I bought this for $100 from costco and am extremely satisfied. I have never had an extension ladder because I had no room to store one. This stores in less space than my 6' step ladder and gives me an adjustable step ladder that goes from about a 4' step to about a 9' step. It also works like a 17' extension ladder. It is more rigid than an extension ladder, giving noticably more stability. In stepladder mode it can be adjusted for unlevel surfaces, which is very convenient. It is a little heavier than my fiberglass stepladders, but not too bad. Also it sticks a little when I try to unlock the angle of the ladder. This is a fantastic concept and is well implemented by werner and is definitely the right ladder for me with my limited storage space. It is the only ladder I use on my 1 /12 story house and my one story rental houses. There are a couple things different ladders can do that I would like. An MT-13 (or the gorilla version, $100 at home depot) would likely fit in my trunk, which the MT-17 will not do. I would not give up the extra length to get this, though. Little Giant ladders have some nice affordable accessories (ladder stabilizer, leg levelers) that I would like. I will not pay two to three times more for the little giant, though, and hopefully these will soon be available for the werner MT series.
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on October 29, 2011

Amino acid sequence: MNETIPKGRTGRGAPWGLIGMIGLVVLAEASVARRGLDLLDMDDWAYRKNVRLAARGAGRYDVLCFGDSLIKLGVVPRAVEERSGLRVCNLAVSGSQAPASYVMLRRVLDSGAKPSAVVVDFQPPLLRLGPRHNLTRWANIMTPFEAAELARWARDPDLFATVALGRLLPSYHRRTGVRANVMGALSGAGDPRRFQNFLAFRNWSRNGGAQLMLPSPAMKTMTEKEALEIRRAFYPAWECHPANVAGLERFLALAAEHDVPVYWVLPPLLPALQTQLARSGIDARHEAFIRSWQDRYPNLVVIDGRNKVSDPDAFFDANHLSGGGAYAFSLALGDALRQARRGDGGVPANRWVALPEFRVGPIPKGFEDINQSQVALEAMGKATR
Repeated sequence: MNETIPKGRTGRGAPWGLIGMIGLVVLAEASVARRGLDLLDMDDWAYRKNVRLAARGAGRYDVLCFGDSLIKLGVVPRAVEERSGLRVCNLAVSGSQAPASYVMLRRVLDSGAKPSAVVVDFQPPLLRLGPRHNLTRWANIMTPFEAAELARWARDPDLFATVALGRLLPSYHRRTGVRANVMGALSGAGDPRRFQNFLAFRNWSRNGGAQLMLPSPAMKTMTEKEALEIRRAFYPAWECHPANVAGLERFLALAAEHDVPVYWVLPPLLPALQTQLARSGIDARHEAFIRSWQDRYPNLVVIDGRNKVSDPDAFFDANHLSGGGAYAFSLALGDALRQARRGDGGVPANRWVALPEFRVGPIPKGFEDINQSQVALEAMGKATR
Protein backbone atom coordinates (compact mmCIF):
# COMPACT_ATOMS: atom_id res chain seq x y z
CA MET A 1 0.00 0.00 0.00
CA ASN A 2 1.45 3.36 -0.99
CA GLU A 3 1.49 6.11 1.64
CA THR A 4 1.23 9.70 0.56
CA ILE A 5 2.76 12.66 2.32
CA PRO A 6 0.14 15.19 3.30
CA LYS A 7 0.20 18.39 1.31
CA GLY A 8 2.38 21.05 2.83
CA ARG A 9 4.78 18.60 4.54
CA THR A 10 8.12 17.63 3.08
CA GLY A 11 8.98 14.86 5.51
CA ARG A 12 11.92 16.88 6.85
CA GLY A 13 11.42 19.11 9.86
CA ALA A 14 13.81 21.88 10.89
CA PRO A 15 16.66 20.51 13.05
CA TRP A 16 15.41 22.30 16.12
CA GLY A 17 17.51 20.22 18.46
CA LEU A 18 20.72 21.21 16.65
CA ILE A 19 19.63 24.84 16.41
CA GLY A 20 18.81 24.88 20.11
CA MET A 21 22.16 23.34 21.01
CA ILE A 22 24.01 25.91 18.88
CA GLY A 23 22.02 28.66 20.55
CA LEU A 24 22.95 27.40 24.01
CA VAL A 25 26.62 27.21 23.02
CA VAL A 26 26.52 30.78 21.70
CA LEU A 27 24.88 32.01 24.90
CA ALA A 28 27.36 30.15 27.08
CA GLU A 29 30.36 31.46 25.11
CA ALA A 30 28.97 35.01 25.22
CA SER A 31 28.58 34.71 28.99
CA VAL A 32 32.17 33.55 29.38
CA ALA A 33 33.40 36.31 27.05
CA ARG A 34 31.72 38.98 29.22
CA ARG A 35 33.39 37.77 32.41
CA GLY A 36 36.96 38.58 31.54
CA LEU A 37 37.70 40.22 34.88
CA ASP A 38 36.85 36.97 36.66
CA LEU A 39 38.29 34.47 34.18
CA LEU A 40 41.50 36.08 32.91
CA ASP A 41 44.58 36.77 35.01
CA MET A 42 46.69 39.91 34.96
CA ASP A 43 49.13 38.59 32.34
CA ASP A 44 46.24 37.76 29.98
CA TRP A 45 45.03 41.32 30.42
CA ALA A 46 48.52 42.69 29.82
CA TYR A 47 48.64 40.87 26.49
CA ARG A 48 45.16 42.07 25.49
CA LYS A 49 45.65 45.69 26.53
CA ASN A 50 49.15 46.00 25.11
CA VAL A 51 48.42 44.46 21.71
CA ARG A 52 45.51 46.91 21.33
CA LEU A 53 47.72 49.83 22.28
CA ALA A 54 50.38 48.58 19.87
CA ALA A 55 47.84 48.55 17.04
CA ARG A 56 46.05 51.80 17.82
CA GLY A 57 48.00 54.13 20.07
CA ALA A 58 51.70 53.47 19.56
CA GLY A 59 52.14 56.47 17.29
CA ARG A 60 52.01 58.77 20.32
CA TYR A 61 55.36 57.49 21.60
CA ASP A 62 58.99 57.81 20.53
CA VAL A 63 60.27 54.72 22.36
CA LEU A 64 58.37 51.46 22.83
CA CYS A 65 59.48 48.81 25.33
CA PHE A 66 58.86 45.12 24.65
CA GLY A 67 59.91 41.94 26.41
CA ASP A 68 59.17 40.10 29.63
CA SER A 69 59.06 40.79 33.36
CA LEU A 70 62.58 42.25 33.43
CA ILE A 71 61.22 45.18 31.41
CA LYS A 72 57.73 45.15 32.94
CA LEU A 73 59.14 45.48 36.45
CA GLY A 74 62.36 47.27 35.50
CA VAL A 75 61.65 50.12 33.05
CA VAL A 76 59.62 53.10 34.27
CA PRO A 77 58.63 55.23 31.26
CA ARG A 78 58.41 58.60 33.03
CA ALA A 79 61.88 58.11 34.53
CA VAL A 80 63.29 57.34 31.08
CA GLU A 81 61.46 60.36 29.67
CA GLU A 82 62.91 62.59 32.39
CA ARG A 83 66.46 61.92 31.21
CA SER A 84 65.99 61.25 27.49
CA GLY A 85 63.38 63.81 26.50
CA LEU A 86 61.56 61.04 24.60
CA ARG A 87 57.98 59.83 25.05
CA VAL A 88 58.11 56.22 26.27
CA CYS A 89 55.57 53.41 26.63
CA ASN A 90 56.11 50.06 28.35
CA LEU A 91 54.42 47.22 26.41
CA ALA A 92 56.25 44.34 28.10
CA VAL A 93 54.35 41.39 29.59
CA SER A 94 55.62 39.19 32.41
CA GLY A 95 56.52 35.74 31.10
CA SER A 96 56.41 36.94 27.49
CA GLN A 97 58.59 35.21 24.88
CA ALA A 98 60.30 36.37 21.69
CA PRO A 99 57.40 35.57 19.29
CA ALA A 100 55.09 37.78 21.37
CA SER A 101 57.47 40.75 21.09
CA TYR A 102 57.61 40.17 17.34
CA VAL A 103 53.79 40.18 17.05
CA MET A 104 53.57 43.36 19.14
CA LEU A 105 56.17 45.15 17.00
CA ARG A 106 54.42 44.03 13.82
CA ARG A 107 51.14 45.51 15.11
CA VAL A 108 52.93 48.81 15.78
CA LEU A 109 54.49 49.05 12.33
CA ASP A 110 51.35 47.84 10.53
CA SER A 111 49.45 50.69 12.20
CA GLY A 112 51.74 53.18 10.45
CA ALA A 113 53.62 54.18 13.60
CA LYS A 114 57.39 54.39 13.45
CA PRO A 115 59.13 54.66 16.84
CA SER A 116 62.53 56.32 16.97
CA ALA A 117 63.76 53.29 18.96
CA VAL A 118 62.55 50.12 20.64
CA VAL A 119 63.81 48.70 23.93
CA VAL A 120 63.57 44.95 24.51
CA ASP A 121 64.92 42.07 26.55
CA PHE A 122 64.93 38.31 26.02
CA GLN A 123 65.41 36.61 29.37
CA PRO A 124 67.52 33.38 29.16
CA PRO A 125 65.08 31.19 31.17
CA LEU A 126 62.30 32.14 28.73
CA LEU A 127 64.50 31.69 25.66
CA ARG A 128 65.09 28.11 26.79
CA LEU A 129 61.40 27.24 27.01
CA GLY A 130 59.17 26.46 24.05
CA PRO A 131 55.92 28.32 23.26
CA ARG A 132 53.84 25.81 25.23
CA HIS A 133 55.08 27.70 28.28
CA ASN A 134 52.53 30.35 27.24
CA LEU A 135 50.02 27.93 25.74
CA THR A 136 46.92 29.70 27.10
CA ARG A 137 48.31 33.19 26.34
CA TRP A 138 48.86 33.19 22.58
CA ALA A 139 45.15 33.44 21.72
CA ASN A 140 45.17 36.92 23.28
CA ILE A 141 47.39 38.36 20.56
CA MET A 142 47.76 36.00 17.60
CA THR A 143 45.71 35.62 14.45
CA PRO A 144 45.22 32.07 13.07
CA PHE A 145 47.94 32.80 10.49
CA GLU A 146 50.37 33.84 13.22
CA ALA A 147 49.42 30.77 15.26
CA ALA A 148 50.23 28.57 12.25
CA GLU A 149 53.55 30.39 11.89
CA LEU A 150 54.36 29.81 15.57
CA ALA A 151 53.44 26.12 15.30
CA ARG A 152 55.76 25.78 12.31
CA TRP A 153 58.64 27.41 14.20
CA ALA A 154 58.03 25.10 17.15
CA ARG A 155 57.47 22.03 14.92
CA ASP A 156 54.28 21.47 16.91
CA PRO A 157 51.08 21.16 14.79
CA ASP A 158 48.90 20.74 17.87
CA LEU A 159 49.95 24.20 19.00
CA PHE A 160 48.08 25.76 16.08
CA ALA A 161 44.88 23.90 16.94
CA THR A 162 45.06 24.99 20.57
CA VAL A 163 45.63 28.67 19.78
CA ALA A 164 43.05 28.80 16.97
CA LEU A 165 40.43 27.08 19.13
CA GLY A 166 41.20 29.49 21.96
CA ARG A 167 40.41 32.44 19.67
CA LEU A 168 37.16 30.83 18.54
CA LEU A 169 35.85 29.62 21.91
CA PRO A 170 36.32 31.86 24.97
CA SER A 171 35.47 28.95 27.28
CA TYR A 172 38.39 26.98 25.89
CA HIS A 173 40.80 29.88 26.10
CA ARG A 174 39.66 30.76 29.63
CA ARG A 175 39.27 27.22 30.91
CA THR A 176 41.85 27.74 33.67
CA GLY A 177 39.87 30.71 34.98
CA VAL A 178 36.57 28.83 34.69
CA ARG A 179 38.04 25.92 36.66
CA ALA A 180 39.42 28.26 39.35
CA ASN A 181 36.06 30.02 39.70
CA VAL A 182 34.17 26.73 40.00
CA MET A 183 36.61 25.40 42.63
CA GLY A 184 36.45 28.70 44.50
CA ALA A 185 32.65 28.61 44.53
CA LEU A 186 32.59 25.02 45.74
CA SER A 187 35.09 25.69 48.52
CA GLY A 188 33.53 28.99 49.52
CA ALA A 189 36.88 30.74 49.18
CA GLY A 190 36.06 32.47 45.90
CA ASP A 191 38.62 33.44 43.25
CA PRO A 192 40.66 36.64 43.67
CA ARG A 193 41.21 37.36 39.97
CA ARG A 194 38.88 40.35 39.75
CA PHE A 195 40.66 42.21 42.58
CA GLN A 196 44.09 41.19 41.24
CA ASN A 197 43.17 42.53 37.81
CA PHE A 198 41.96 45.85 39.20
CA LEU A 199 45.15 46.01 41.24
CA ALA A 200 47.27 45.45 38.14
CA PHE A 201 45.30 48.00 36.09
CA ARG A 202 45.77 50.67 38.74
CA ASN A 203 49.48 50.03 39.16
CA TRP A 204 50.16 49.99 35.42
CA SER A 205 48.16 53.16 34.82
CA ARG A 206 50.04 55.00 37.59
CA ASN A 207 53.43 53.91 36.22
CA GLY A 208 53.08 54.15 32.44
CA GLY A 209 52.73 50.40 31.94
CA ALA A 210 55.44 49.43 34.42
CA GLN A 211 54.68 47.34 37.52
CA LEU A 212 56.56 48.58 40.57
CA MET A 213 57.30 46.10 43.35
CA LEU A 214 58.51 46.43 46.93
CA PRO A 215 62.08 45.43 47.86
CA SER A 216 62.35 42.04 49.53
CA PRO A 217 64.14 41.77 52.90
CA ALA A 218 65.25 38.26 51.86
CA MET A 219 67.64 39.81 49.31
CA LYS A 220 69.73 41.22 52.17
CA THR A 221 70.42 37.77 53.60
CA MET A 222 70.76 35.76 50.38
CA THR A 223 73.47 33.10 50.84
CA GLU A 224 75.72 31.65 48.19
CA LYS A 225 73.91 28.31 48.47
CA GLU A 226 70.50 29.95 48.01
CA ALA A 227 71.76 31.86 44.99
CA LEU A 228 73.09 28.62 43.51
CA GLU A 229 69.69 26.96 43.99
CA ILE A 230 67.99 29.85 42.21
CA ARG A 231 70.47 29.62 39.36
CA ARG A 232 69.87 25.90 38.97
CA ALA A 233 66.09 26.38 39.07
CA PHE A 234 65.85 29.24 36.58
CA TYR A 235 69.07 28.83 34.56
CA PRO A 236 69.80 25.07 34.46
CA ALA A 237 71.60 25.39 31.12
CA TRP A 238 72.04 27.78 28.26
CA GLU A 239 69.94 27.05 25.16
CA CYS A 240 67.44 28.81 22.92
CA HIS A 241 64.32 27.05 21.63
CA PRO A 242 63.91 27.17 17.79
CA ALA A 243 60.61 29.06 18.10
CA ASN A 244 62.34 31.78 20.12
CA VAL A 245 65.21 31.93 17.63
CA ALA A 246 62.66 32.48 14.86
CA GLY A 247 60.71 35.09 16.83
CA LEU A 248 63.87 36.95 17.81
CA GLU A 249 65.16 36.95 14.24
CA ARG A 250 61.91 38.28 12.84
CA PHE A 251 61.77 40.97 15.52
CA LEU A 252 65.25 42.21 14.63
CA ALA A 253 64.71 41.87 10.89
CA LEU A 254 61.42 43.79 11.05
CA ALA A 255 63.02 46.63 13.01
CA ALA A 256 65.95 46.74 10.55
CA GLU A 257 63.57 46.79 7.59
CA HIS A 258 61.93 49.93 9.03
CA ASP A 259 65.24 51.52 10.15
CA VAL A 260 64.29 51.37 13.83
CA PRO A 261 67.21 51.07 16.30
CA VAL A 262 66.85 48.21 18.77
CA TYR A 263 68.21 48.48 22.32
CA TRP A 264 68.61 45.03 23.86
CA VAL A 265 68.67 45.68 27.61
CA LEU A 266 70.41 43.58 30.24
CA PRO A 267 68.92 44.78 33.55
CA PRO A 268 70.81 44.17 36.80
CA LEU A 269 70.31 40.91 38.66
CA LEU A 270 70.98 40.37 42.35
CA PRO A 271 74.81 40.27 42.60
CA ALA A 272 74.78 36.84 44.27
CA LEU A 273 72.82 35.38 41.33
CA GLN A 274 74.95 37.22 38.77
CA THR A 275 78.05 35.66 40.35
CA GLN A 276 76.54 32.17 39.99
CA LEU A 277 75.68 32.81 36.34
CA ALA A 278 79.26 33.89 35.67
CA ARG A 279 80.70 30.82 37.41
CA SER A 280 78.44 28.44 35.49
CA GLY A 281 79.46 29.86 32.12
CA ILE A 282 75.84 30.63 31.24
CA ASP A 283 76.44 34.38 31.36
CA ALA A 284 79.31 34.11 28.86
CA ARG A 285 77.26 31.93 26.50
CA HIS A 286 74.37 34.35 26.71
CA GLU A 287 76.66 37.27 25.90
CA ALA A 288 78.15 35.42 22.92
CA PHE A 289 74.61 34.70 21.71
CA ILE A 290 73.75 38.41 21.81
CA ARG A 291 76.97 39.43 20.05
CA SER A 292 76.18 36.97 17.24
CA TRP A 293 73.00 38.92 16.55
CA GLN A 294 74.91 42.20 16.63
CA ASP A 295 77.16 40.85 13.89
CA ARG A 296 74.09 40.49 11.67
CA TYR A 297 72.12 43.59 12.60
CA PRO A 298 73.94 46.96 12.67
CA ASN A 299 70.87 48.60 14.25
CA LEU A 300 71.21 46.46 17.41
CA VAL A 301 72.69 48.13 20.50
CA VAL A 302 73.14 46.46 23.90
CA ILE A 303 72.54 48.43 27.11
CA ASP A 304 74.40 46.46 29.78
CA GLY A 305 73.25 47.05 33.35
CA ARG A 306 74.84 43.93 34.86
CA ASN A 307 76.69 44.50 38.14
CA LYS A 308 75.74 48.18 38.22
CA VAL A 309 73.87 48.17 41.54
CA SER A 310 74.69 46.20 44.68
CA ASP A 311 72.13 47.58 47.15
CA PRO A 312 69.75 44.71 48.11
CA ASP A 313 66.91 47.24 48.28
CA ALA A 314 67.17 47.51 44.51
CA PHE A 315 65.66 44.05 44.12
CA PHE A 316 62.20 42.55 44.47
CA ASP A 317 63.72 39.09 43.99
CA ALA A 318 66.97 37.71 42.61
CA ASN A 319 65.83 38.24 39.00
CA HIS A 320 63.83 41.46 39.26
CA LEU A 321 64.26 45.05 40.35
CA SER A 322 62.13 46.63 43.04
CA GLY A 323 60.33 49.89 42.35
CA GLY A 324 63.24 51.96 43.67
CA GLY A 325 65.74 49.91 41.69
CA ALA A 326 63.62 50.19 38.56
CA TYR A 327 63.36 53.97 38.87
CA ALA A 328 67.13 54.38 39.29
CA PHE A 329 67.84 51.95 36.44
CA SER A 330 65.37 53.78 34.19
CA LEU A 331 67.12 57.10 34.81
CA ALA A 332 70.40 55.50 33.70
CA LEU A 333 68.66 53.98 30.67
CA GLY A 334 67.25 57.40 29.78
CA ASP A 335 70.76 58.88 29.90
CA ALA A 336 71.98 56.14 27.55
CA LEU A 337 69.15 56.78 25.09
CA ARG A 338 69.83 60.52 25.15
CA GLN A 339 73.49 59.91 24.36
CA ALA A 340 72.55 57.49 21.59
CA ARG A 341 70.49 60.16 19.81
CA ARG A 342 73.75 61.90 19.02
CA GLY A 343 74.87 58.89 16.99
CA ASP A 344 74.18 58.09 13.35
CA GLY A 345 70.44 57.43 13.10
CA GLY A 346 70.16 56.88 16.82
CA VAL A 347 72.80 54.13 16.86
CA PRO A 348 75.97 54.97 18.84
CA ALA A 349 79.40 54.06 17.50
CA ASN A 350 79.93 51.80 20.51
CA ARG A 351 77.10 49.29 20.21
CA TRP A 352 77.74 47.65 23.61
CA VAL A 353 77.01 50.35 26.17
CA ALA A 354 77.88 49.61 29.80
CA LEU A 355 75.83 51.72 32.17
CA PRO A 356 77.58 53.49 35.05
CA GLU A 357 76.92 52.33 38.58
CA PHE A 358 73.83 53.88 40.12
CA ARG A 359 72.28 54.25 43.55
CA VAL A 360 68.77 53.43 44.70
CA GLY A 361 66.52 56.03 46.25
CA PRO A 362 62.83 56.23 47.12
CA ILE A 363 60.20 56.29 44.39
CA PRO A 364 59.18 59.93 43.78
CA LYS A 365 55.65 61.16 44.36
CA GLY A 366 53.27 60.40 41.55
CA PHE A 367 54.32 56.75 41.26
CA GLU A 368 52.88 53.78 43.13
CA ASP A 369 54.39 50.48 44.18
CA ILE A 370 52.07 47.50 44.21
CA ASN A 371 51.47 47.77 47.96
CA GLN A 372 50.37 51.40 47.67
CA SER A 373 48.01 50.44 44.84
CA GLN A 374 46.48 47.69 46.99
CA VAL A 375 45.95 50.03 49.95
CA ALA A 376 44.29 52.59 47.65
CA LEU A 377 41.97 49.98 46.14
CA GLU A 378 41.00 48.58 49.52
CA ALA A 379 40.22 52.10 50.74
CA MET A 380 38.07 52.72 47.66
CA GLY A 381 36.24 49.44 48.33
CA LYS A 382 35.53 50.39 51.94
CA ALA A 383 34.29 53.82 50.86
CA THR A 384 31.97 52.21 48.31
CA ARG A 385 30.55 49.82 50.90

Let me start by saying that this ladder is well designed for simplicity of use. I found the ladder to be ideal for me because it can get as long as 26 feet which allows me to reach the top of my houses gable ends (highest point from the ground), yet when it is reduced to its smallest size it is only about 6 feet tall, so I can easily get it into my shed. My first use of the ladder I maxed it out at 26 feet and it worked like a charm. I also used it as an extra tall step ladder and again fantastic. My general take on the ladder is that it is very good for me. It makes me a little nervous relying on the pins that hold the hinge and the telescoping pieces in place but its rated for 300lbs, I'm 6'1" and weigh 250lbs and I had it held me up with no problem. However, there are some aspects of the ladder that some people may not consider and should before buying it. I would call them negatives but they are aspects of the ladder that make it different from an extension ladder. First, it's heavy, now a 26 foot extension ladder is heavy too, but this ladder looks little and when you go to pick it up it surprises you. Second, to get the full lenght of the ladder you have to unfold it, then telescope the ends outward. How would you do this? With the ladder laying on the ground, which means you need three things, the space to expand it, clearance overhead between where you open it to length and where you use it. Third, the strength to flip the 26 foot extended ladder up and then over to where you intend to use it. Unlike an extension ladder which you can set in place, pull the rope and extend it to height, if you put this ladder in place and try to telescope it you will have two problems, first, you can only telescope from the bottom because the top is beyond your reach; second, you need to be strong to balance the ladder upright, then hold the base down while telescoping the middle piece upward and they lock the pin in place. That's why the manufacturer recommends telescoping the top and bottom while the ladder is laying on the ground. The other concern with telescoping while the ladder is upright is that there is a pinch hazard because the center of the ladder slides up and down and gravity likes to bring it down on your arms or fingers when you are trying to hold it and push it up. Lastly, though it is compact it is heavy and deep so storage can be an issue because you need to mount your bracket very robustly to a wall and secondly the typical ladder holding bracket will not be deep enough to hook the 4-deep steps of the folded ladder. Again, I love this ladder because I don't have a pickup truck to haul an extension ladder and I don't have an indoor space to store an extension ladder. Also, this ladder can do stuff no extension ladder and most step ladders can't do either like seperate into two step ladders allowing you to use it like a scaffold, serving as an 11 ft step ladder, and having different front and back leg heights to work on steps or uneven surfaces. Hope this was helpful.